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No glaciers, no water?

No glaciers, no water? thumbnail

The world’s largest rivers begin in glaciated mountain regions. However, climate change may cause many glaciers to disappear. Will water become scarce?

There are around 200,000 glaciers worldwide. They play a central role in the water cycle, particularly in the middle and low latitudes, by offsetting runoff fluctuations. Rivers are lifelines on which billions of people depend worldwide, either directly or indirectly.

Will water become scarce in the near or distant future if glaciers become increasingly smaller or disappear completely? Will the Alps, the Himalayas, the Rocky Mountains and the Andes continue to act as water towers? We set out to answer this question in a study of all the earth’s and the drainage basins of their large rivers.

Decisive “peak water”

We used a glacier model that describes the development of glaciers worldwide and their future runoff until the end of the 21st century. First, the good news: ice-covered mountains will continue to provide enough water throughout the year in future. In an initial phase, will actually cause the runoff to increase, as water stored as ice is released. However, if the glacier becomes too small, it will reach a tipping point, which we call “peak water”.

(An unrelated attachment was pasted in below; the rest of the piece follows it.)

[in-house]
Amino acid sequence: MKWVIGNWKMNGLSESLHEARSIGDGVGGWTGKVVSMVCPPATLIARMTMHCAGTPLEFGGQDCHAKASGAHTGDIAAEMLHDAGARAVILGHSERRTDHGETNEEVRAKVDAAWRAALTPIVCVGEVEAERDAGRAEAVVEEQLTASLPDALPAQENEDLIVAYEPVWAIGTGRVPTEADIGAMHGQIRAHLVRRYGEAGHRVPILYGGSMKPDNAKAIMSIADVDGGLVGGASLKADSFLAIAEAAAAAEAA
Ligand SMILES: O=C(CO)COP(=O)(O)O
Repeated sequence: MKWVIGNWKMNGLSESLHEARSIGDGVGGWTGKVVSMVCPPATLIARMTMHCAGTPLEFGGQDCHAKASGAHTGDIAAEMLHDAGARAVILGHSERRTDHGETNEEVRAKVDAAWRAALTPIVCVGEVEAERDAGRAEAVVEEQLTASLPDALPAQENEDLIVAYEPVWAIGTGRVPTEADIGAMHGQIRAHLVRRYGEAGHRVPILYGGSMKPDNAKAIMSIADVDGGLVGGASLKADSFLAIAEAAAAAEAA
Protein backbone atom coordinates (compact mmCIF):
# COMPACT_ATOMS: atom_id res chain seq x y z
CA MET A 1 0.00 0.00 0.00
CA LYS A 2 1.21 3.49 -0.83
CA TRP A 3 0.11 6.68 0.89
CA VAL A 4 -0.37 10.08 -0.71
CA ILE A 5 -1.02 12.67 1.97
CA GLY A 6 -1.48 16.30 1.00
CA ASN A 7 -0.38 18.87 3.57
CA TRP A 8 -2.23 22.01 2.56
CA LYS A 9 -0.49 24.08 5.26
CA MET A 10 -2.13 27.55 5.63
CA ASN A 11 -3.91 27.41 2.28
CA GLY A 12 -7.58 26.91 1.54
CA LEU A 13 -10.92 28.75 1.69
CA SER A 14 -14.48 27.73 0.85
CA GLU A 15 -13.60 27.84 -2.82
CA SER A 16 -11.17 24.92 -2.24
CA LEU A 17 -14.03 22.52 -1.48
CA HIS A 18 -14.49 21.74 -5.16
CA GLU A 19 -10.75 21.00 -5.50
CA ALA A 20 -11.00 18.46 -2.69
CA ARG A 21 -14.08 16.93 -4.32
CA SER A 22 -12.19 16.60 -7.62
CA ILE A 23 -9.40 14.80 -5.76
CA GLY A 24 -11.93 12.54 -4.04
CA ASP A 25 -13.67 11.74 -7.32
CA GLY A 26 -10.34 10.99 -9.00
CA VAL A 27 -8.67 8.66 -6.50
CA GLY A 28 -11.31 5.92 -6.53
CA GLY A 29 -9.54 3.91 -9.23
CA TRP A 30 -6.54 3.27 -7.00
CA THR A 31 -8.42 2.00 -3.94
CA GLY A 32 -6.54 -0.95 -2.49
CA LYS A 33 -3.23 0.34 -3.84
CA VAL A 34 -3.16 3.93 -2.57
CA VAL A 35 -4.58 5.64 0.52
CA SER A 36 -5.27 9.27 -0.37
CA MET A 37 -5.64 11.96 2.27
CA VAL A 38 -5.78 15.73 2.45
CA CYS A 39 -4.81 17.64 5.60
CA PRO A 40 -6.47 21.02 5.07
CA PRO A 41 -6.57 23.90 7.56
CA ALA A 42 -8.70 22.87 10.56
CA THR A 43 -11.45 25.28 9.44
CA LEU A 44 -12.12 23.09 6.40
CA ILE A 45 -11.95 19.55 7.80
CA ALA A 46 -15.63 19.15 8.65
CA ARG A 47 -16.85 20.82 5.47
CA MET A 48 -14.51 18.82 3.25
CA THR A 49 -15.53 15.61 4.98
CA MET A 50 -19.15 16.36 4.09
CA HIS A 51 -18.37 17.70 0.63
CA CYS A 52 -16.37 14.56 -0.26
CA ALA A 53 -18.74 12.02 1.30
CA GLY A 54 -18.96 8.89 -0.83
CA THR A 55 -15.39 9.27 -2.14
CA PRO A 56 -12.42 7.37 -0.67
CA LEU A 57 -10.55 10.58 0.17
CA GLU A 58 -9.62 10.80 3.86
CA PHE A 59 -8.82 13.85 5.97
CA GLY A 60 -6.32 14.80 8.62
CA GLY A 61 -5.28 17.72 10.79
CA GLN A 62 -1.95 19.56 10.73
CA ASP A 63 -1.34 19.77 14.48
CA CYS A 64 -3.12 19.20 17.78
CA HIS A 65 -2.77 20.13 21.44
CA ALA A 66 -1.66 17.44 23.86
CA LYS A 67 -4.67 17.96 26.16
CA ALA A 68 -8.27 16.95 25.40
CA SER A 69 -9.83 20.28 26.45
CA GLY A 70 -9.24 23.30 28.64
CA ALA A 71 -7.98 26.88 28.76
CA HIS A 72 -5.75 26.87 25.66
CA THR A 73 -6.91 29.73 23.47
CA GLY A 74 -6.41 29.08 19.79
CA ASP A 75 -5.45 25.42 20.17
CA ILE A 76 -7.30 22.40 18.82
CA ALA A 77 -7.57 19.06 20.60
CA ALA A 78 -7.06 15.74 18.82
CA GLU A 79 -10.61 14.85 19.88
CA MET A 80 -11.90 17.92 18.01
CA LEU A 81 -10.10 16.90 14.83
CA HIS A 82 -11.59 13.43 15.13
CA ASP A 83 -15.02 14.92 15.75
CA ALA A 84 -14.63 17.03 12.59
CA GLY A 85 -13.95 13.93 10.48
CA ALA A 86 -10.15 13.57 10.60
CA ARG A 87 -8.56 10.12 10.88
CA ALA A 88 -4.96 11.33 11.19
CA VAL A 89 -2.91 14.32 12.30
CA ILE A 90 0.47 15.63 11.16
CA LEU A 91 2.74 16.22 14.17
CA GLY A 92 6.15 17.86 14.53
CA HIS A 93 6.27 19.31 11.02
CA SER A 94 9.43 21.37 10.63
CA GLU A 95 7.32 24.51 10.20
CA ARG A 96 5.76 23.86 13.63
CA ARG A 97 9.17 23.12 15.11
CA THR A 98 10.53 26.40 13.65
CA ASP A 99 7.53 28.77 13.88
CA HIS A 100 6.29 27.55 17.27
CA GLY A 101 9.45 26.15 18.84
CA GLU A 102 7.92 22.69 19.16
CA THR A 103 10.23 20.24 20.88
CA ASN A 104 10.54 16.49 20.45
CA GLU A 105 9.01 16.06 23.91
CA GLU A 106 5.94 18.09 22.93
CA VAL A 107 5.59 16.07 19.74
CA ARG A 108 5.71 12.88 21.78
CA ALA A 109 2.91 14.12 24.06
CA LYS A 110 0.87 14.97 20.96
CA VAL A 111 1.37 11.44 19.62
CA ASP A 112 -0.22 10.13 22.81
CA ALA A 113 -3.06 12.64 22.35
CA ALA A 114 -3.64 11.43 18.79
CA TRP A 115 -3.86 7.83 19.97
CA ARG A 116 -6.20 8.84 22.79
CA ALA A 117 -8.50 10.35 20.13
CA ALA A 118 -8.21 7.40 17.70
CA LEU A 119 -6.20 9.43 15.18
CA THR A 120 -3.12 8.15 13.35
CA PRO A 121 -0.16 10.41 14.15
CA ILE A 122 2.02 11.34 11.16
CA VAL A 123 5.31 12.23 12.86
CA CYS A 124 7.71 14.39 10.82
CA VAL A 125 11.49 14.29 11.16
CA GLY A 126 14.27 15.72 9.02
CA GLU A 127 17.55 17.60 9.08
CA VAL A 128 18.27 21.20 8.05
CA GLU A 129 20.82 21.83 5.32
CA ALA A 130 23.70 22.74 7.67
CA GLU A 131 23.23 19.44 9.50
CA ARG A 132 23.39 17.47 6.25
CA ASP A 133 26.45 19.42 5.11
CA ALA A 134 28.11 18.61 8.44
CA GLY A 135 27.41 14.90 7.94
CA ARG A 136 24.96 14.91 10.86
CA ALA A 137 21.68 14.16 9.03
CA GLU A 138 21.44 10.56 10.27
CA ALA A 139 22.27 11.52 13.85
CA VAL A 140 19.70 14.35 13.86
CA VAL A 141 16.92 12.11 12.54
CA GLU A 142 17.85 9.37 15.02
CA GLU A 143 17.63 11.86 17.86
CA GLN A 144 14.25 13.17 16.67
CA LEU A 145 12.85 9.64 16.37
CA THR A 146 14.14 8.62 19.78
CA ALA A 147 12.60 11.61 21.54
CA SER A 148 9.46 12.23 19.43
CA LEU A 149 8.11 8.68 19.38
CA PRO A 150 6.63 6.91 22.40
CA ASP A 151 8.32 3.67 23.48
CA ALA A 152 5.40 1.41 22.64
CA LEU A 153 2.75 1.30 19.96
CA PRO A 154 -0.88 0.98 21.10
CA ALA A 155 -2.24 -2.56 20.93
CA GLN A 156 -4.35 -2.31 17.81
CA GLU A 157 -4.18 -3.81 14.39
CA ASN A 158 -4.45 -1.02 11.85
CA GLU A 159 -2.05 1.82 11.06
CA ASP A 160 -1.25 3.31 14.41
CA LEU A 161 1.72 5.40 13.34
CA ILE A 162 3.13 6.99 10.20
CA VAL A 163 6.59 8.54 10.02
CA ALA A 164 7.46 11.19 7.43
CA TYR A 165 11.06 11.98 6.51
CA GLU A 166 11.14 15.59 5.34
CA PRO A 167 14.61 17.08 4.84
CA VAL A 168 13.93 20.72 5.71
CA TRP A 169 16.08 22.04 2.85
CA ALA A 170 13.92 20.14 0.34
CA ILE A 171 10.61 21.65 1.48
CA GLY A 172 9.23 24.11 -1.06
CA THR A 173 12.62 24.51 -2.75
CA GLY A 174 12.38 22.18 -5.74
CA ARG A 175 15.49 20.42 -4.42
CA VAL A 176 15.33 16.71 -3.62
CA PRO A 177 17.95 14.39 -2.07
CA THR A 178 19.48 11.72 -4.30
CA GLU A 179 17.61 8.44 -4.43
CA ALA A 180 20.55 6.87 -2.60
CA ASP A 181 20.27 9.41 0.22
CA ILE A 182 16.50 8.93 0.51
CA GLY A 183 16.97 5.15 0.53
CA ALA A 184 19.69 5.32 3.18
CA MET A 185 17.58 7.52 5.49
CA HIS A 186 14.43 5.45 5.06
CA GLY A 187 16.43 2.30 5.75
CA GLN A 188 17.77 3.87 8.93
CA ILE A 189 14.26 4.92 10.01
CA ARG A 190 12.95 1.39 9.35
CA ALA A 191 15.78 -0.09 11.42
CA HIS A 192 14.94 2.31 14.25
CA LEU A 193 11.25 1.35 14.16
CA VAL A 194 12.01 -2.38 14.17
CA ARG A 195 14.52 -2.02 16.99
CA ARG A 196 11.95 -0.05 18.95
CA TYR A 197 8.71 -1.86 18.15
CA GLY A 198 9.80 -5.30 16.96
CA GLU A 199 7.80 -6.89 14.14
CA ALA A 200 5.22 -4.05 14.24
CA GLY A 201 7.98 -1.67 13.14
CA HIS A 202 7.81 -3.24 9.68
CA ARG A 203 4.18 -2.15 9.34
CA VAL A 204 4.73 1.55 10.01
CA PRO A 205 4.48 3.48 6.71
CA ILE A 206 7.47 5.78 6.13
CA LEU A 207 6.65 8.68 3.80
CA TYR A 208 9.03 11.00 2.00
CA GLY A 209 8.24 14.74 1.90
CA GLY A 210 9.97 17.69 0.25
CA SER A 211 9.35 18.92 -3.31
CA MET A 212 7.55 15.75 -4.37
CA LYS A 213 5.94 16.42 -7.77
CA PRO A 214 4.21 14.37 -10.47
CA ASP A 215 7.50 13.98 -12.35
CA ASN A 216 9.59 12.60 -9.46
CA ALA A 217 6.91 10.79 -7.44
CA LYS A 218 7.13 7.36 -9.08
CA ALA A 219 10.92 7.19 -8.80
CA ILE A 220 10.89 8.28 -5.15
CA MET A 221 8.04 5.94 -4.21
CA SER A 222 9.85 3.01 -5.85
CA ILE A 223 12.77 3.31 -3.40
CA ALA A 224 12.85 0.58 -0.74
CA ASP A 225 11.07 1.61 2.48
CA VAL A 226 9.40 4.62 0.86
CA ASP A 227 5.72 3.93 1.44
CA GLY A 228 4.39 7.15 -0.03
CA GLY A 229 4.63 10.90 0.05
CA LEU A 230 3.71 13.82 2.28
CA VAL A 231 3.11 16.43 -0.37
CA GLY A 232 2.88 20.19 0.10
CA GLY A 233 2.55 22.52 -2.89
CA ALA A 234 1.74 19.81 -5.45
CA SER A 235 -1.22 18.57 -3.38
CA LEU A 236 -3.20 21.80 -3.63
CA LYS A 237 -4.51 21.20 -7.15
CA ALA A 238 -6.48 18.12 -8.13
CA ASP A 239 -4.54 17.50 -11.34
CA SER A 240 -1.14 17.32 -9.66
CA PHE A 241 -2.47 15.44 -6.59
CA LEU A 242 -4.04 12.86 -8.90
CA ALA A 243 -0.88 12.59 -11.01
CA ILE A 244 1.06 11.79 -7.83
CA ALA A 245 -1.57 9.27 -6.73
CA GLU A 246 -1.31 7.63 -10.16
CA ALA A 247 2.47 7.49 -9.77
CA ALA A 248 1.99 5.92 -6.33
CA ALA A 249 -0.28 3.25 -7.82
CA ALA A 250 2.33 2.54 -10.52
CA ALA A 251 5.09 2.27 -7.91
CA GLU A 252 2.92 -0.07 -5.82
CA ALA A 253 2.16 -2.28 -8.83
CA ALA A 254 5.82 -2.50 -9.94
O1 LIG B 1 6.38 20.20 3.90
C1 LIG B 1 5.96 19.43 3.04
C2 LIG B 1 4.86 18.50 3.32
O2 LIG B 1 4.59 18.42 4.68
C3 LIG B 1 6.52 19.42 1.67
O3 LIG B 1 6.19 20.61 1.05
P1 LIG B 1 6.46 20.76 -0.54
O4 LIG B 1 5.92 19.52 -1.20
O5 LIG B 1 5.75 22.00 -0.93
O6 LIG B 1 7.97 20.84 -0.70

The key point: in order to properly plan the distribution of water in future, for example for agricultural irrigation or hydropower, we have to know whether we are before or after “peak water”. In the Alps, the tipping point is now. In most of the drainage basins in South America, the glaciers are already providing less water. However, in Asia and North America, the total runoff from glaciers will continue to increase until around the middle of the century, and will only then begin its downward trend.

No glaciers, no water?
The Abramov glacier in Kyrgyzstan. Credit: Matthias Huss/ETH Zurich

Will people in the lowlands notice the difference?

Glaciers stabilise river levels in summer via high volumes of melted ice. Our calculations show that by 2100, significantly more than half of the glacial ice outside the polar regions may disappear, and the consequences could be dramatic: where a roaring glacial stream once flowed during the warm months, only a dry, stony desert will remain. By the end of the century, almost all glaciers worldwide will provide significantly less water in the summer months than they do today – some volumes will be reduced by more than two thirds.